It started with food, then led to cooking, then wine, now coffee. I can say with absolute certainty that my previous forays in food and wine has helped me develop my palate for coffee too. My suggestion would be to taste and SMELL everything (don't forget the olfactory piece to taste). I used to and still frequent farmer's markets and I shove my nose in just about anything someone will let me, I smell every dish put in front of me at a restaurant (yes, I'm that guy planting his face in the plate in the middle of a crowded restaurant), I cook a lot, and I dissect best I can every glass of wine I pour or is poured for me.

My wife thinks I should stop talking about X vintage and just drink it, I'd enjoy myself more. Maybe, but I enjoy tasting this way, and after I'm satisfied, I do 'relax' a bit.

With respect to coffee, temperature is important to note...I prefer personally to let a cup sit for a few minutes before jumping in...espresso, I often times pull into a room temperature cup (I know this may be heresy, but I taste more this way, again personally) so I can go through the profile more effectively.

This is just my experience and approach, others here surely have more experience; but in a nutshell: Actively develop your palate through diversification, don't forget to smell, and mind your personal temperature tolerances specific to taste.

Hope this helps,

Mark

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Randy G.

#8: Post by Randy G. »

Something like a decade ago I sat in on a beginners roasting session at an SCAA Exhibition. I had been roasting at home and so just watched the paid attendees roast the coffee then we all went in to cup the just-roasted beans. One cup was a remarkably delicious Bolivian. I do not remember what the other was, but I thought it tasted pretty good and said so. The fellow next to me looked at me in surprise and said, "Taste it again and pay attention to the finish." I did just that and it was terrible.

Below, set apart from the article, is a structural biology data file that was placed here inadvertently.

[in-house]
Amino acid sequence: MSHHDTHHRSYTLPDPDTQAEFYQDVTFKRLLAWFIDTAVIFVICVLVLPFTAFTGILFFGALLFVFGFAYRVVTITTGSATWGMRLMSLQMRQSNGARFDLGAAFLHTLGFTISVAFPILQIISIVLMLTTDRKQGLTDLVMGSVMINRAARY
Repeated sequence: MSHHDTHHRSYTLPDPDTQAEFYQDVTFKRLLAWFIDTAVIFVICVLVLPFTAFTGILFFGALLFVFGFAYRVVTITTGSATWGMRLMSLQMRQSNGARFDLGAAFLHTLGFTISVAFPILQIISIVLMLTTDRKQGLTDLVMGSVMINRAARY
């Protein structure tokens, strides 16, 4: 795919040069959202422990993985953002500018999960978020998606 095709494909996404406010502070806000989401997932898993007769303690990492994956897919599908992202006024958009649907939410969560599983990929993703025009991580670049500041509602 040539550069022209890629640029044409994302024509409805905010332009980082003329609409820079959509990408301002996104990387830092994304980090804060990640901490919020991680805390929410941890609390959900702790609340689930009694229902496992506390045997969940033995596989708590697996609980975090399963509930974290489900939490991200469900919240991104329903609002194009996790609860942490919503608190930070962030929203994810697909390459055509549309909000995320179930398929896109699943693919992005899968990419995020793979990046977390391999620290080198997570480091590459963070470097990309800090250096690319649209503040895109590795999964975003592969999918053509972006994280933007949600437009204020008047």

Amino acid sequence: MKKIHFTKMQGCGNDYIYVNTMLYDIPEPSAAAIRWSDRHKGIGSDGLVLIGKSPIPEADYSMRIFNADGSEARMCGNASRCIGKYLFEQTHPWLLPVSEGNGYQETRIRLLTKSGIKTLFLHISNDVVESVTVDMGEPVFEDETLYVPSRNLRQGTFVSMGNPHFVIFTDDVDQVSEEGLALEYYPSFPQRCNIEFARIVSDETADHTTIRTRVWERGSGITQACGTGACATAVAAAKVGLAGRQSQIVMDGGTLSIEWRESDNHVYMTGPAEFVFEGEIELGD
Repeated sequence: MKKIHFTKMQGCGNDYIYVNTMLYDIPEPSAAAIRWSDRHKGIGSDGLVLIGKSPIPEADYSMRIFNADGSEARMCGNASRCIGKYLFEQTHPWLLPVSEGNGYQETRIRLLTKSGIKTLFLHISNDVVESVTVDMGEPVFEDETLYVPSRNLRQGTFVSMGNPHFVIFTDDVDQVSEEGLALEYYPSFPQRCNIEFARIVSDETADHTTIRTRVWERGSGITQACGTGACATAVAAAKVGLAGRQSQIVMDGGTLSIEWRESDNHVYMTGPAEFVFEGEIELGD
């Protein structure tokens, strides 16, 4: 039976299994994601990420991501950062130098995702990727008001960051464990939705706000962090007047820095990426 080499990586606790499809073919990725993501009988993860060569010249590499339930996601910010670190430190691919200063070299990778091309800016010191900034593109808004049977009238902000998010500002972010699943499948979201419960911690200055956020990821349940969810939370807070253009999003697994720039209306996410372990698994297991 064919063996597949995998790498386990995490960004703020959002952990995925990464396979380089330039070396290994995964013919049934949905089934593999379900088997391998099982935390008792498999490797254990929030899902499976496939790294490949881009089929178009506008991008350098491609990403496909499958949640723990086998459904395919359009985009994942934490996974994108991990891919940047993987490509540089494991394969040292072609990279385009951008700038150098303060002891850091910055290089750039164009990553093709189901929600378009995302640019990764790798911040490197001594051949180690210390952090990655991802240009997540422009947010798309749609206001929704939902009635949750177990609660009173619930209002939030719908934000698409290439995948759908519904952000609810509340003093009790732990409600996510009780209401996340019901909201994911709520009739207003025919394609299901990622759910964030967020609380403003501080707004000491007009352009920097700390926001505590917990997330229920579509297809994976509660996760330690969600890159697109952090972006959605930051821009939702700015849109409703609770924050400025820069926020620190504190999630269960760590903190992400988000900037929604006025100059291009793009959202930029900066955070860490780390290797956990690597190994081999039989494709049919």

I offer that embarrassing moment as an example to show the value of taking a class of some sort or just spending some time with a knowledgeable person.
Espresso! My Espresso! - http://www.EspressoMyEspresso.com
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another_jim
Team HB

#9: Post by another_jim »

peacecup wrote:Nice post Jim, i'd like to try a little of that. Can one do this with a simple Melita pourover brew method, or does one need more sophisticated brewing methods?
Any method that will produce three cups you can try blind. Standard cupping is by far the easiest, and overwhelmingly used since the prep does not require any equipment at all other than the cups themselves and some hot water.

Smell the grounds, can you tell them apart?
Pour the water, smell the cap, can you tell them apart
Let the cap sit four minutes, push it down with a spoon, let the cup sit another five minutes, then taste, can you tell them apart now?

The trick is not to second guess yourself; always go with your first impression. Remember this is training; you may well blow it at first with similar coffees that are unfamiliar to you; but learn them in a few tries.
Jim Schulman

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SimonPatrice

#10: Post by SimonPatrice »

markk100 wrote:Good day Andre,

I might suggest that you not develop a palate specific to coffee, rather leverage multiple disciplines to develop an awesome palate.

Actively develop your palate through diversification, don't forget to smell, and mind your personal temperature tolerances specific to taste.

Mark
I have to agree with markk100 on that. Developing your tasting palate in general will help you a lot to discern different tastes and to enjoy the experience. You can start by pay attention to everything you smell and taste and try to put words on it. Tasting coffees (or beers, or single malts, or olive oils, or honeys, or...) with others that have more experience than you do will also help a great deal. That's how I, personally, developed my palate for beer which helped my palate for single malts and now coffee.
Patrice